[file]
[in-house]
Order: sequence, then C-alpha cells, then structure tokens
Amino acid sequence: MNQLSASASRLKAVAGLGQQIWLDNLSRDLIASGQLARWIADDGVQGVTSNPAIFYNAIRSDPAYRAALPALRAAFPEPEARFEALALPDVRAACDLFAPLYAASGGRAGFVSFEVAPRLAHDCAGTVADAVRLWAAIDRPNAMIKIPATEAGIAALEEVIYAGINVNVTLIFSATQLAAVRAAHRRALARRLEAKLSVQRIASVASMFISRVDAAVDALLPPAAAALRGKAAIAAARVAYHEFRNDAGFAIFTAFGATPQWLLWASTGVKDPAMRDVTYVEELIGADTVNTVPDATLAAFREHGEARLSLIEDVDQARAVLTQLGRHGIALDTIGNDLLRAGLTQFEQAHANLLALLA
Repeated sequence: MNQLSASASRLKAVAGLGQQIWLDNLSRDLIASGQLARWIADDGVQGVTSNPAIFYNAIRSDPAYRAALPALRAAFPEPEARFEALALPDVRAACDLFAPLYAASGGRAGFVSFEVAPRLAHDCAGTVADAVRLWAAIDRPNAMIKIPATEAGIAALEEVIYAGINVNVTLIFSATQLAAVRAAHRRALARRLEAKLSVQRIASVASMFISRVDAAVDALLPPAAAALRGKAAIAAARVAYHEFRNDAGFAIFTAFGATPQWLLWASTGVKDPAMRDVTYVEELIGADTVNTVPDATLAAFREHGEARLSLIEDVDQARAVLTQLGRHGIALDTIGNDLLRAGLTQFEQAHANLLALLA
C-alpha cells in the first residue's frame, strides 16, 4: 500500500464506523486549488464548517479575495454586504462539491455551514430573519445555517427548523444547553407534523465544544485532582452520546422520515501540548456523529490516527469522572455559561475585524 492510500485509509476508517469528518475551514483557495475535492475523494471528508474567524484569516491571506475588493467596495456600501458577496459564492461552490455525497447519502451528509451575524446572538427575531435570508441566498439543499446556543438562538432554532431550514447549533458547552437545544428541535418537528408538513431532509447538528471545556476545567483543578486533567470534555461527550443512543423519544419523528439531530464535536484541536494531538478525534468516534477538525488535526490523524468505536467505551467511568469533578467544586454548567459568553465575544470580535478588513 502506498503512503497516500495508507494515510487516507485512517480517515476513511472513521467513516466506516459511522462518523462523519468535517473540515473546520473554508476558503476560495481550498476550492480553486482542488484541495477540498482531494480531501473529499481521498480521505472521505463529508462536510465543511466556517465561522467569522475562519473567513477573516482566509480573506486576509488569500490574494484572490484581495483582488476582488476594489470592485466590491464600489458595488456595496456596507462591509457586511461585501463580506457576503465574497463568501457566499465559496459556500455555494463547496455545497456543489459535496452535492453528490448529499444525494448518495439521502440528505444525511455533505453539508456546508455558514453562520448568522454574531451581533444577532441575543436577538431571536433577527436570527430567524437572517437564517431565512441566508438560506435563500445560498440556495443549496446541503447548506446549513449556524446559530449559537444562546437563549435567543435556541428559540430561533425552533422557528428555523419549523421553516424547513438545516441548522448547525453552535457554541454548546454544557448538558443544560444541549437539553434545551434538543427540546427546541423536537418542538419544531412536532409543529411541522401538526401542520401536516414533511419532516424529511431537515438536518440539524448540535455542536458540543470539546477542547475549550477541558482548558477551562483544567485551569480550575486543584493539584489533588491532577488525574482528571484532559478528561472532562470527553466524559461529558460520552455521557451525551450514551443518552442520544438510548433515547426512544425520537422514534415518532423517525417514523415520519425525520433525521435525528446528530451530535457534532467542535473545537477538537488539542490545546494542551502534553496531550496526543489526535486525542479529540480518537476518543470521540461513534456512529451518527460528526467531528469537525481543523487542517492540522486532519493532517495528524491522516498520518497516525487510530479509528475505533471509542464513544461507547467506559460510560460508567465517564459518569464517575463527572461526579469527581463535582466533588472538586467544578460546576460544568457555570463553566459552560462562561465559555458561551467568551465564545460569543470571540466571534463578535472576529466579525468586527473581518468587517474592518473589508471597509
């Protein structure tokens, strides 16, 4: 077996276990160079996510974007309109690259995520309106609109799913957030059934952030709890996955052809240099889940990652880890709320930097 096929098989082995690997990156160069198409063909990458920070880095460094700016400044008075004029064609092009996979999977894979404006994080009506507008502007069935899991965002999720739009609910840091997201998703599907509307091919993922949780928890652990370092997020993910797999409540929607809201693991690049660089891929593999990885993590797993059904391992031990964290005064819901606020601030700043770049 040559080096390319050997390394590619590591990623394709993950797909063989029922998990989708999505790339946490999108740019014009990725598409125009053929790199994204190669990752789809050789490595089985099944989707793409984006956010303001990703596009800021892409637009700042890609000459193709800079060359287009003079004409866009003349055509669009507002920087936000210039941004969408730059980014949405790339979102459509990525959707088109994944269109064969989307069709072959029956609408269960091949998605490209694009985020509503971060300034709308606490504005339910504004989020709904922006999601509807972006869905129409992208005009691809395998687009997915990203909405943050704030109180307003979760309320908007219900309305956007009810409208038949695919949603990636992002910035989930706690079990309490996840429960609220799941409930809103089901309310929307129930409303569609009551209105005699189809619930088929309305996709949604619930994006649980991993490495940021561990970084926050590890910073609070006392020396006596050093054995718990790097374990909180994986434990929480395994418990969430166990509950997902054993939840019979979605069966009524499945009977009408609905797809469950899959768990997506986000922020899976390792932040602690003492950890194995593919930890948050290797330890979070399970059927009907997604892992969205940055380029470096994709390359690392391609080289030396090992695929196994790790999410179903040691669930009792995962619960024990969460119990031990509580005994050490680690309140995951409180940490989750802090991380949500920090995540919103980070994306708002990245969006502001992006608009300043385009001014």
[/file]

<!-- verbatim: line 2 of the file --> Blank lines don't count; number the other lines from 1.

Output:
Order: sequence, then C-alpha cells, then structure tokens